Agonistic dominance in male baboons: An alternative view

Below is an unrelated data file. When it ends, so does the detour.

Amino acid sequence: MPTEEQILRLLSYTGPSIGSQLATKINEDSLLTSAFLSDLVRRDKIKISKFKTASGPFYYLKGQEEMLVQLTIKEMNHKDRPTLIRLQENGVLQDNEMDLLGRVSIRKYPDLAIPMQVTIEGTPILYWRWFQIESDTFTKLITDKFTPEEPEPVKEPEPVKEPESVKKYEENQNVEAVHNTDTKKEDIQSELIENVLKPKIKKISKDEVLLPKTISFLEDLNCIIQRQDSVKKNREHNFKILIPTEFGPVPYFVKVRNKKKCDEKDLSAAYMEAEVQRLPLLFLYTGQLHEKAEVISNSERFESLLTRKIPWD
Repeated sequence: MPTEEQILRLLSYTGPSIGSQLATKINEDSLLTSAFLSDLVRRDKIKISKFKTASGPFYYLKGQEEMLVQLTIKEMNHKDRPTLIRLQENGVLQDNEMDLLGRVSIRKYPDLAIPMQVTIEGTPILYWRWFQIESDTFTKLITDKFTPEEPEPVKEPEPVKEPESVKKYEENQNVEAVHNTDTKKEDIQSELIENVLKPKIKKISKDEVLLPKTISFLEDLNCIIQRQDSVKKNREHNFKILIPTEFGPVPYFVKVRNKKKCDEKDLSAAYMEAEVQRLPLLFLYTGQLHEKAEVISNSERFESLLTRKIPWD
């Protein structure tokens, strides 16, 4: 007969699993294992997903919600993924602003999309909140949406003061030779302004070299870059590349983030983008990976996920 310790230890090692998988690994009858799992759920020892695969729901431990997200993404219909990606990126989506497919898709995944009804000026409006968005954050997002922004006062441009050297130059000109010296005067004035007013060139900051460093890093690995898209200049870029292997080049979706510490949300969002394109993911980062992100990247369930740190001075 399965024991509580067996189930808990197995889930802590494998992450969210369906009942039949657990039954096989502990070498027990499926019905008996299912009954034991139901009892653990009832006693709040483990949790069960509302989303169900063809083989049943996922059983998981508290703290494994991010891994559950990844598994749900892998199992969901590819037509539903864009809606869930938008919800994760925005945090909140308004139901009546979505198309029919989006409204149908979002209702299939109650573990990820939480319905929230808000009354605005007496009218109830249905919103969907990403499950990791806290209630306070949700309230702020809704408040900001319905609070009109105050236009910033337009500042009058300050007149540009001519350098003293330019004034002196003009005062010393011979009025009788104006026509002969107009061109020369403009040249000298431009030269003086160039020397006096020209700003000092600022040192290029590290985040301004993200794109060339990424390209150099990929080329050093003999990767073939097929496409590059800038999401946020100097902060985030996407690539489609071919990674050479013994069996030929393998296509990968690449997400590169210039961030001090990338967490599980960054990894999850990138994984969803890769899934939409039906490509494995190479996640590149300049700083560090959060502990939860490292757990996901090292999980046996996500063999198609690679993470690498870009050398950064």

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Data on baboons have generated both the concepts normally associated with male dominance hierarchies among primates and the tests of their significance. The priority-of-access model has been used to predict the relationship between dominance rank and resource acquisition. While the correlation between these two factors, or between rank and measures of reproductive success, has varied among different primate species, most recent baboon field-workers have interpreted their results to be consistent with the model. Based on 1200 hr of observation of a troop of savannah baboons near Gilgil, Kenya, this paper presents data on male agonistic interactions and on male acquisition of resources. Predictions of the priority-of-access model are tested and an inverse relationship is found between agonistic dominance rank and acquisition of two limited resources, estrous females and meat. The importance of the residency status of males is explored and an alternative hypothesis is presented to account for the anomalous pattern in the data. The relationship of male reproductive success and dominance rank is evaluated in light of the data on these baboons and the “residency” hypothesis.